On his own, Ashford (along with Frank Wilson) produced the hit “I’m Gonna Make You Love Me”, which Diana Ross & the Supremes recorded in collaboration with the Temptations in 1968. He also appeared in the movie New Jack City (1991), as Reverend Oates, an ordained minister who was part of Nino Brown’s entourage.
Simpson’s brothers were in the record business as well: Ray Simpson replaced Victor Willis in the Village People and their brother Jimmy Simpson produced the group GQ(which had big hits with “Disco Nights (Rock-Freak)” and “I Do Love You”), and was in great demand as a mixing engineer during the disco era.
Recent years and Ashford’s death
In latter times, Ashford & Simpson recorded and toured sporadically, and in 1996, they opened a restaurant and live entertainment venue, Sugar Bar in New York City, with an open mic on Thursday nights, where performers included Queen Latifah, Vickie Natale and Felicia Collins. Ashford & Simpson recorded the album Been Found with poet Maya Angelou in 1996. Around that time, they were also featured disc jockeys on New York radio station WRKS.
On August 16, 2006, Playbill Online reported that they were writing the score for a musical based on E. Lynn Harris’s novel Invisible Life. In January 2007, they, along with Tina Turner, Mary J. Blige, Mariah Carey, Sidney Poitier, director Spike Lee, and comedian Chris Rock accompanied Oprah Winfrey when she opened her Leadership Academy for Girls in South Africa.
They were given writing credit on Amy Winehouse’s 2007 CD Back to Black for the single “Tears Dry on Their Own”. The track is based on a sample of Marvin Gaye and Tammi Terrell’s 1967 Motown hit “Ain’t No Mountain High Enough”. They had begun performing their act in small, intimate venues, such as Feinstein’s at the Regency in New York and the Rrazz Room in San Francisco, and in January 2009, they released a CD and DVD of their live performances titled The Real Thing. On June 22, 2009, they made a guest performance at a party at Tribeca Rooftop, New York, to celebrate Virgin Atlantic’s birthday party. They also made their first appearance in Tokyo, Japan, in November 2009, and performed eight shows in four days at Blue Note Tokyo.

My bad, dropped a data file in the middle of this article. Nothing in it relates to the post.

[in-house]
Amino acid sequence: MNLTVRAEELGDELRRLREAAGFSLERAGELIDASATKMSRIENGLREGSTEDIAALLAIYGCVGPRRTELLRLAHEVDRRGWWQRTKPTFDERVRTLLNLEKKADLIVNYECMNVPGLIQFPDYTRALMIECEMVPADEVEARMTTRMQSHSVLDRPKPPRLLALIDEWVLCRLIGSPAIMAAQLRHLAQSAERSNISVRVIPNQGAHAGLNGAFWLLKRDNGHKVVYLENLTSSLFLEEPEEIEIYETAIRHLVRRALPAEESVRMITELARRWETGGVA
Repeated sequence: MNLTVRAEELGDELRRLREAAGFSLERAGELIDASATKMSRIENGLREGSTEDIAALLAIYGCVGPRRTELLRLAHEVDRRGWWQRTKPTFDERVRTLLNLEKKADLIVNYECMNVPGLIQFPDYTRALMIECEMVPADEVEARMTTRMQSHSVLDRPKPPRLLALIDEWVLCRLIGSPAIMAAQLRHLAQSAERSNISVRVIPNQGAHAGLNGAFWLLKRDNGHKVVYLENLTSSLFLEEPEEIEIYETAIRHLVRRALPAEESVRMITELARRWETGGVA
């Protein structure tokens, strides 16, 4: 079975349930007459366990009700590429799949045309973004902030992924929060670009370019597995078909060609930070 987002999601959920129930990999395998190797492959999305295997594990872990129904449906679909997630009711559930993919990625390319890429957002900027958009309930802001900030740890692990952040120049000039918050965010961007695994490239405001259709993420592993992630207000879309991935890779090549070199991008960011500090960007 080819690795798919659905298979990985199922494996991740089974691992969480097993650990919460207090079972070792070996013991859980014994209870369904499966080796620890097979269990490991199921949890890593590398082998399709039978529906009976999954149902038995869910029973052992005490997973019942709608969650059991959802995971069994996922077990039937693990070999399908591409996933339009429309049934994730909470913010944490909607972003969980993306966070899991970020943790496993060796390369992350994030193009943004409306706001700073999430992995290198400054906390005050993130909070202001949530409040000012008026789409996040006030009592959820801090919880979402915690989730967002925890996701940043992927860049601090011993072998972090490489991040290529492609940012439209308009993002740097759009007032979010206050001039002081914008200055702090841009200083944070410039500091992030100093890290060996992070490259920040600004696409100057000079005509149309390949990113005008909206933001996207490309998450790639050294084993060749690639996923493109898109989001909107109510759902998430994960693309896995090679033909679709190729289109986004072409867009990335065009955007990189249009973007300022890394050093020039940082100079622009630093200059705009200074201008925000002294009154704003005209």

At President Barack Obama’s 2009 inauguration, Ashford and Simpson rewrote their song, “Solid”, as “Solid as Barack”. They dedicated it to him at his inaugural festivities.
Ashford died in a New York City hospital on August 22, 2011, four days before Valerie Simpson’s 65th birthday, of complications from throat cancer. His publicist, Liz Rosenberg, said that he had undergone radiation therapy to treat his illness.
Simpson released a new solo album in June 2012, called Dinosaurs Are Coming Back Again, which also features the last recorded performance of Nina Simone, a second duet with Roberta Flack and an instrumental version of “Ain’t No Mountain High Enough”.
In 2014, Simpson made a guest appearance on the title track to Kindred the Family Soul’s album A Couple Friends.
In May 2014, Simpson was awarded an Honorary Doctorate of Music from Berklee College of Music.